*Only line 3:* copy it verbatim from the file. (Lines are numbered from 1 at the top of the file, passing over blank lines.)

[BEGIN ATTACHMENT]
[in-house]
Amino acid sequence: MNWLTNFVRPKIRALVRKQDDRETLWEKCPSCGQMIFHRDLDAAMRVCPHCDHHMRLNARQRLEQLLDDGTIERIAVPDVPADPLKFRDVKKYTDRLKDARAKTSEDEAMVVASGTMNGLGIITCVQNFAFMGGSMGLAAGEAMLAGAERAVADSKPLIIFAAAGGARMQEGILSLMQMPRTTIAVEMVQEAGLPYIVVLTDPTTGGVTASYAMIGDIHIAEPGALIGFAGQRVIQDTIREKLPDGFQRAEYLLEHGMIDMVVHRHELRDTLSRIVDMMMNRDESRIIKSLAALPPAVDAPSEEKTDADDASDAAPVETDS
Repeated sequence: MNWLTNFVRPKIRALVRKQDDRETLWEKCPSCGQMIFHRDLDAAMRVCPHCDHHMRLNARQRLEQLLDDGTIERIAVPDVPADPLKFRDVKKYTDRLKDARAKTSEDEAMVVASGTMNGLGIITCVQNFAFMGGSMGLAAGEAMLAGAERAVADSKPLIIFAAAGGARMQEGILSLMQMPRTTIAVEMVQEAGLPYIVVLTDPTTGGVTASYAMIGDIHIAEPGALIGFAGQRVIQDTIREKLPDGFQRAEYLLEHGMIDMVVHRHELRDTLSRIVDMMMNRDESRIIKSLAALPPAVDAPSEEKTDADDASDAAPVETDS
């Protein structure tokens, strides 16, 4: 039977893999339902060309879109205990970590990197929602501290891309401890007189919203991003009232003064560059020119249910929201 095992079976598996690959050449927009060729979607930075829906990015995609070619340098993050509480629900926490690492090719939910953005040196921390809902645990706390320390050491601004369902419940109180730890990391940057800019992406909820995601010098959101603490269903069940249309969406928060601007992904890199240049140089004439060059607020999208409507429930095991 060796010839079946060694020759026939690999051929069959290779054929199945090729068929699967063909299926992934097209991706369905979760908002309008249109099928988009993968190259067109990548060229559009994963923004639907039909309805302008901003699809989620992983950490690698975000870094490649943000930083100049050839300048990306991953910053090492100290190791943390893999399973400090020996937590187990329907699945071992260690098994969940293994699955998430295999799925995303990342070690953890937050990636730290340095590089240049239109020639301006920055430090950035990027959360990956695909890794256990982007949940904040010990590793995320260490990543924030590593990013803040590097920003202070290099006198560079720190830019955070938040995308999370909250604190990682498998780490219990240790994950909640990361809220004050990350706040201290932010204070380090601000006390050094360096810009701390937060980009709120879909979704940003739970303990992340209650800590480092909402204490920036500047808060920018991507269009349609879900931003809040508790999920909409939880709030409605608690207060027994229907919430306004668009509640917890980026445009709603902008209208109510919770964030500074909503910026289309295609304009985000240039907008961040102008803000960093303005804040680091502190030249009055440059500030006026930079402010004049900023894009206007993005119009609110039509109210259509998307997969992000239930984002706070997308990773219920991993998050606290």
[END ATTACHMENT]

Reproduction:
Repeated sequence: MNWLTNFVRPKIRALVRKQDDRETLWEKCPSCGQMIFHRDLDAAMRVCPHCDHHMRLNARQRLEQLLDDGTIERIAVPDVPADPLKFRDVKKYTDRLKDARAKTSEDEAMVVASGTMNGLGIITCVQNFAFMGGSMGLAAGEAMLAGAERAVADSKPLIIFAAAGGARMQEGILSLMQMPRTTIAVEMVQEAGLPYIVVLTDPTTGGVTASYAMIGDIHIAEPGALIGFAGQRVIQDTIREKLPDGFQRAEYLLEHGMIDMVVHRHELRDTLSRIVDMMMNRDESRIIKSLAALPPAVDAPSEEKTDADDASDAAPVETDS